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How DUI Convictions Are Treated Across State LinesThe consequences of a conviction for driving under the influence can follow you across the U.S., despite the fact that the conviction originated in one state. California is one of 45 states that are members of the Driver License Compact – an agreement in which states are required to share information about convictions for traffic offenses and to enforce the punishments instituted by other states. If you are a California resident who was convicted of DUI in another state, California is obligated to enforce punishments such as a driver’s license suspension. The same obligation applies if you are a resident of another state in the DLC and are convicted of DUI in California.

California Rules

Though all members of the same compact, each state has its own laws regarding what qualifies as a DUI offense and what the punishment for a conviction will be. California will enforce other state’s DUI convictions as long as they comply with California’s own rules. California will not enforce another state’s DUI conviction if:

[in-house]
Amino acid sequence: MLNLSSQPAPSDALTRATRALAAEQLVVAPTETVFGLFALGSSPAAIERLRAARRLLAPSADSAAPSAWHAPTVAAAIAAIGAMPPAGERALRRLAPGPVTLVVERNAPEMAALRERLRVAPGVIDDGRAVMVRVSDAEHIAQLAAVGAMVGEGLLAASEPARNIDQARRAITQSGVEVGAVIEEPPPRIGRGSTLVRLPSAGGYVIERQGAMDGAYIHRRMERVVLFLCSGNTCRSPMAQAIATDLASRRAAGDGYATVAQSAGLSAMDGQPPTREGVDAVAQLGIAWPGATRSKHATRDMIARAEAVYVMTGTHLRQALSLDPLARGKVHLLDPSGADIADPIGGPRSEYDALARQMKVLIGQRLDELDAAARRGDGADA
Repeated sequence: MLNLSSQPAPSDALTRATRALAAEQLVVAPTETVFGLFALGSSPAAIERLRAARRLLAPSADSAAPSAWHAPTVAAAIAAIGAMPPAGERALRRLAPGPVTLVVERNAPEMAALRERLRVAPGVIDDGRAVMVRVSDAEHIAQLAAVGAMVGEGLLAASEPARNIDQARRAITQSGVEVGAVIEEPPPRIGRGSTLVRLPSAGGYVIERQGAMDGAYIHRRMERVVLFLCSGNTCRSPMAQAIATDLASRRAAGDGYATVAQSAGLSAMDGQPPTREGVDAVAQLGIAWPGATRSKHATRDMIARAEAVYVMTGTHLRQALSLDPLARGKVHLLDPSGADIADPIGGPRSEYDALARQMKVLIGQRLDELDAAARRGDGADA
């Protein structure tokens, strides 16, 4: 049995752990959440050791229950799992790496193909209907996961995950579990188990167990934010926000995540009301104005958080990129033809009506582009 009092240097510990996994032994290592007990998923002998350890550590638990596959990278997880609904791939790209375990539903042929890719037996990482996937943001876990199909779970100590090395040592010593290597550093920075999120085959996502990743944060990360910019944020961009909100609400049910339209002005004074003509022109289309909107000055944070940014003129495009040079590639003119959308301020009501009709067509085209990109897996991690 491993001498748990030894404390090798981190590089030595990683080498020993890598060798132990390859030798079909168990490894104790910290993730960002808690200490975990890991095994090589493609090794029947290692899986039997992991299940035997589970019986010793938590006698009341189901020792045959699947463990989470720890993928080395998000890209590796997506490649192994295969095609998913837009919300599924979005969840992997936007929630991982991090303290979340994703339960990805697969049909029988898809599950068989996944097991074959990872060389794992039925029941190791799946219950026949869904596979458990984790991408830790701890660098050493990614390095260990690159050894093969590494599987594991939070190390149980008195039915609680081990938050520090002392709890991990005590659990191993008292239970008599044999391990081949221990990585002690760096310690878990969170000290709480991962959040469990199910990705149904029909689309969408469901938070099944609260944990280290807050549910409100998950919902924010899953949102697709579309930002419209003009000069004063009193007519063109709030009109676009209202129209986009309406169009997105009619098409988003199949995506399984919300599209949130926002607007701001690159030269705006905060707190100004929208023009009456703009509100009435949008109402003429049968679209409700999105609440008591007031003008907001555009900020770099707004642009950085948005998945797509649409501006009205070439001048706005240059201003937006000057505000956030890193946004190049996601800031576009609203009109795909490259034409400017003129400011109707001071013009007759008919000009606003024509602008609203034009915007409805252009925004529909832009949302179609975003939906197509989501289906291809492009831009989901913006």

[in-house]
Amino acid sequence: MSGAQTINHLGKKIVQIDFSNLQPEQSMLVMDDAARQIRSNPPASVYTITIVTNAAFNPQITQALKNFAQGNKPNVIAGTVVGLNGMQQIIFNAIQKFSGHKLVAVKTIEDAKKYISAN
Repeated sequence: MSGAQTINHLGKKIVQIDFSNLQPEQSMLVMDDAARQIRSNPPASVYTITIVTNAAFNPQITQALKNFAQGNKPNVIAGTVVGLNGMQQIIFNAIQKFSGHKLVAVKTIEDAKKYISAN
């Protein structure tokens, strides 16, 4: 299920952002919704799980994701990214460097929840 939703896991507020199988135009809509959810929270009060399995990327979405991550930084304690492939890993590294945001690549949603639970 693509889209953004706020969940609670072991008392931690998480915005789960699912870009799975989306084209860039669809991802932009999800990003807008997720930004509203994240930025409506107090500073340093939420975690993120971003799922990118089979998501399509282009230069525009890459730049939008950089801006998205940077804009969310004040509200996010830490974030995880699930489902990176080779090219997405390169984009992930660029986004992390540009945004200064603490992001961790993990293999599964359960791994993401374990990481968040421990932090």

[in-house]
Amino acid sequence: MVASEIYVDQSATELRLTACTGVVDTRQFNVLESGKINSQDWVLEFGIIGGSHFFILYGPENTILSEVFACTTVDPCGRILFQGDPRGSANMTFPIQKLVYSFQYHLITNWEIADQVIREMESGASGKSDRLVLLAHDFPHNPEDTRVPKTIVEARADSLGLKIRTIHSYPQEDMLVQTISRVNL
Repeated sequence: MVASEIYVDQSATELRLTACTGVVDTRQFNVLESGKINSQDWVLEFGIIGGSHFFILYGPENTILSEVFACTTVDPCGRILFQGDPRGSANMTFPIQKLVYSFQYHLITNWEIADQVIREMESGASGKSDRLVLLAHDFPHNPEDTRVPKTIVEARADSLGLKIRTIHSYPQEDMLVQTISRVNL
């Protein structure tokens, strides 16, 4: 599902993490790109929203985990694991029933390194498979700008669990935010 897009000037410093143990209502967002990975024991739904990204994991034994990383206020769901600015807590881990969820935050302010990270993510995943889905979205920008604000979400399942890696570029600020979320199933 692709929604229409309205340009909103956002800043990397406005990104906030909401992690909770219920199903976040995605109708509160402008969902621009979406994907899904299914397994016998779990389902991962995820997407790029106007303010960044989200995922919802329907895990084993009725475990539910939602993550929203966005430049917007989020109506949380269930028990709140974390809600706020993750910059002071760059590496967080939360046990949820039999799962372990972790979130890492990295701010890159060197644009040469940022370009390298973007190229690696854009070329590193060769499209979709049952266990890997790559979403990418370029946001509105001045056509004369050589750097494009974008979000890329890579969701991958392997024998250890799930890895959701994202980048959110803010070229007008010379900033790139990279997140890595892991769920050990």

• The offense would not have violated California’s DUI laws;
  • The other state enforces DUI laws differently than California; or
  • The description of the offense does not match California’s definition of DUI.

For instance, Utah recently lowered its blood alcohol concentration limit to 0.04. California would not enforce punishment for a DUI conviction if the offender’s BAC was below 0.08.